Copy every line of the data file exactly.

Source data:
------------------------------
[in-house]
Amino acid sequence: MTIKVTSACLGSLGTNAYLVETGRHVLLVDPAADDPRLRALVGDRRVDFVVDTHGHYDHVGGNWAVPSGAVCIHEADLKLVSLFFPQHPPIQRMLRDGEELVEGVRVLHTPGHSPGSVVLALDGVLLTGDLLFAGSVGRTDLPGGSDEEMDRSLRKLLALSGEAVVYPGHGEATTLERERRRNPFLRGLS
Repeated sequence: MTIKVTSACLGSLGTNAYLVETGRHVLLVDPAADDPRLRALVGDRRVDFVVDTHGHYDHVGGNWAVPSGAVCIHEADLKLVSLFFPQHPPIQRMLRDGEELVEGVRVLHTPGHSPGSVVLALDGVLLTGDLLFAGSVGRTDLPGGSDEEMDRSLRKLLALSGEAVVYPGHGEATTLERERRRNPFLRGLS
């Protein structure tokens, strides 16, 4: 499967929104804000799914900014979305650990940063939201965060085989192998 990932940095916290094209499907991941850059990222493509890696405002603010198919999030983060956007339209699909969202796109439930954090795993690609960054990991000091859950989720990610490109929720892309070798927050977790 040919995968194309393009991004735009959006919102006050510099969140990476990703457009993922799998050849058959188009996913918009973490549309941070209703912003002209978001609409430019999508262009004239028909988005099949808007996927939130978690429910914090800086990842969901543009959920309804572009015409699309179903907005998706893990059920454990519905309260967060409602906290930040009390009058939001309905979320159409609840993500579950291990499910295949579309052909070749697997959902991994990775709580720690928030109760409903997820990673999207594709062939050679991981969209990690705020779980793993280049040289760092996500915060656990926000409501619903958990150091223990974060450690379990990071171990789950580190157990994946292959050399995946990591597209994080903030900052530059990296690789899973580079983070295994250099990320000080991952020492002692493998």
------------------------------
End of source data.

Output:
[in-house]
Amino acid sequence: MTIKVTSACLGSLGTNAYLVETGRHVLLVDPAADDPRLRALVGDRRVDFVVDTHGHYDHVGGNWAVPSGAVCIHEADLKLVSLFFPQHPPIQRMLRDGEELVEGVRVLHTPGHSPGSVVLALDGVLLTGDLLFAGSVGRTDLPGGSDEEMDRSLRKLLALSGEAVVYPGHGEATTLERERRRNPFLRGLS
Repeated sequence: MTIKVTSACLGSLGTNAYLVETGRHVLLVDPAADDPRLRALVGDRRVDFVVDTHGHYDHVGGNWAVPSGAVCIHEADLKLVSLFFPQHPPIQRMLRDGEELVEGVRVLHTPGHSPGSVVLALDGVLLTGDLLFAGSVGRTDLPGGSDEEMDRSLRKLLALSGEAVVYPGHGEATTLERERRRNPFLRGLS
């Protein structure tokens, strides 16, 4: 499967929104804000799914900014979305650990940063939201965060085989192998 990932940095916290094209499907991941850059990222493509890696405002603010198919999030983060956007339209699909969202796109439930954090795993690609960054990991000091859950989720990610490109929720892309070798927050977790 040919995968194309393009991004735009959006919102006050510099969140990476990703457009993922799998050849058959188009996913918009973490549309941070209703912003002209978001609409430019999508262009004239028909988005099949808007996927939130978690429910914090800086990842969901543009959920309804572009015409699309179903907005998706893990059920454990519905309260967060409602906290930040009390009058939001309905979320159409609840993500579950291990499910295949579309052909070749697997959902991994990775709580720690928030109760409903997820990673999207594709062939050679991981969209990690705020779980793993280049040289760092996500915060656990926000409501619903958990150091223990974060450690379990990071171990789950580190157990994946292959050399995946990591597209994080903030900052530059990296690789899973580079983070295994250099990320000080991952020492002692493998």